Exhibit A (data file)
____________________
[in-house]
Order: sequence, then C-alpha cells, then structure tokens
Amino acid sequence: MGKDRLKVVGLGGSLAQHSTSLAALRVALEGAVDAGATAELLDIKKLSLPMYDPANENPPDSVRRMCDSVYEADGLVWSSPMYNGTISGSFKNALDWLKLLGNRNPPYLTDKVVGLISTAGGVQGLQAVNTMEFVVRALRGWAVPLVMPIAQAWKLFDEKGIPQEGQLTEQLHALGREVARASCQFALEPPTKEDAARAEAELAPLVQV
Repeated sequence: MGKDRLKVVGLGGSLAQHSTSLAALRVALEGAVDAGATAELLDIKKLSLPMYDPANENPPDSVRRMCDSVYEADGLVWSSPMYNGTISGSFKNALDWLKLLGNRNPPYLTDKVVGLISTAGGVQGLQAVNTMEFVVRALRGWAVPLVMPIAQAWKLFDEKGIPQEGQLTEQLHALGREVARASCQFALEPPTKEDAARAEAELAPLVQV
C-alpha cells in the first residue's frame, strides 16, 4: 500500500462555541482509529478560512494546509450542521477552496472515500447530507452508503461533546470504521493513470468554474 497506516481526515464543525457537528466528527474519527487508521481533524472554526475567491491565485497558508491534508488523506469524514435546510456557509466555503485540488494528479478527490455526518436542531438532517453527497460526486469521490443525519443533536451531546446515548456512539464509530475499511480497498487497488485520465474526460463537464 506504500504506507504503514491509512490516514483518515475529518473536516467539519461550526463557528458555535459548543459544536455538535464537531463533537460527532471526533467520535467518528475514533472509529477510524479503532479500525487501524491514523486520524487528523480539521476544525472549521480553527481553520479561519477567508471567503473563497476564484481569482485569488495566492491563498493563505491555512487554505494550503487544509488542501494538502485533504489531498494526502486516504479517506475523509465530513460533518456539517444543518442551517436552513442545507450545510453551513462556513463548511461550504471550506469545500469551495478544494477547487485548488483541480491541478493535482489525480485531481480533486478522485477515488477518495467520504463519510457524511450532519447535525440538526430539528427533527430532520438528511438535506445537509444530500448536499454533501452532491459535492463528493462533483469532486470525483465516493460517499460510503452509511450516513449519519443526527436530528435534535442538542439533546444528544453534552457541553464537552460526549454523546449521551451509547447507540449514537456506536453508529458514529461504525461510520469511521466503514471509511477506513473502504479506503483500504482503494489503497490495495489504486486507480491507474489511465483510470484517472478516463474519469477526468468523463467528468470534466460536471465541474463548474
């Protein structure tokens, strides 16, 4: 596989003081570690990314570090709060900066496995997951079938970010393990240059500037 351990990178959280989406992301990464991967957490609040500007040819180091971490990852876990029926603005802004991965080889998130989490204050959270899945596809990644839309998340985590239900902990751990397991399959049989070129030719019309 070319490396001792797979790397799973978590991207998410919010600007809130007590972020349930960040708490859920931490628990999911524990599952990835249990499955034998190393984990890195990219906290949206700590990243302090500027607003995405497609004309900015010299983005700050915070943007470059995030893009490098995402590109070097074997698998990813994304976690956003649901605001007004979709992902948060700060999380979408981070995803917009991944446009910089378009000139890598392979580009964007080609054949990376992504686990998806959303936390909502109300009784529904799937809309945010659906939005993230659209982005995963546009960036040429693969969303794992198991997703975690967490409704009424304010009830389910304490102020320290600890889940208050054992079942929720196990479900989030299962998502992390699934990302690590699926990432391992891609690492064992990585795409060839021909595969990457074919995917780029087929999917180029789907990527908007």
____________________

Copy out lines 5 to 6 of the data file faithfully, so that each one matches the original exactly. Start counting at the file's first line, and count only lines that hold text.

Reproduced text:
C-alpha cells in the first residue's frame, strides 16, 4: 500500500462555541482509529478560512494546509450542521477552496472515500447530507452508503461533546470504521493513470468554474 497506516481526515464543525457537528466528527474519527487508521481533524472554526475567491491565485497558508491534508488523506469524514435546510456557509466555503485540488494528479478527490455526518436542531438532517453527497460526486469521490443525519443533536451531546446515548456512539464509530475499511480497498487497488485520465474526460463537464 506504500504506507504503514491509512490516514483518515475529518473536516467539519461550526463557528458555535459548543459544536455538535464537531463533537460527532471526533467520535467518528475514533472509529477510524479503532479500525487501524491514523486520524487528523480539521476544525472549521480553527481553520479561519477567508471567503473563497476564484481569482485569488495566492491563498493563505491555512487554505494550503487544509488542501494538502485533504489531498494526502486516504479517506475523509465530513460533518456539517444543518442551517436552513442545507450545510453551513462556513463548511461550504471550506469545500469551495478544494477547487485548488483541480491541478493535482489525480485531481480533486478522485477515488477518495467520504463519510457524511450532519447535525440538526430539528427533527430532520438528511438535506445537509444530500448536499454533501452532491459535492463528493462533483469532486470525483465516493460517499460510503452509511450516513449519519443526527436530528435534535442538542439533546444528544453534552457541553464537552460526549454523546449521551451509547447507540449514537456506536453508529458514529461504525461510520469511521466503514471509511477506513473502504479506503483500504482503494489503497490495495489504486486507480491507474489511465483510470484517472478516463474519469477526468468523463467528468470534466460536471465541474463548474
């Protein structure tokens, strides 16, 4: 596989003081570690990314570090709060900066496995997951079938970010393990240059500037 351990990178959280989406992301990464991967957490609040500007040819180091971490990852876990029926603005802004991965080889998130989490204050959270899945596809990644839309998340985590239900902990751990397991399959049989070129030719019309 070319490396001792797979790397799973978590991207998410919010600007809130007590972020349930960040708490859920931490628990999911524990599952990835249990499955034998190393984990890195990219906290949206700590990243302090500027607003995405497609004309900015010299983005700050915070943007470059995030893009490098995402590109070097074997698998990813994304976690956003649901605001007004979709992902948060700060999380979408981070995803917009991944446009910089378009000139890598392979580009964007080609054949990376992504686990998806959303936390909502109300009784529904799937809309945010659906939005993230659209982005995963546009960036040429693969969303794992198991997703975690967490409704009424304010009830389910304490102020320290600890889940208050054992079942929720196990479900989030299962998502992390699934990302690590699926990432391992891609690492064992990585795409060839021909595969990457074919995917780029087929999917180029789907990527908007």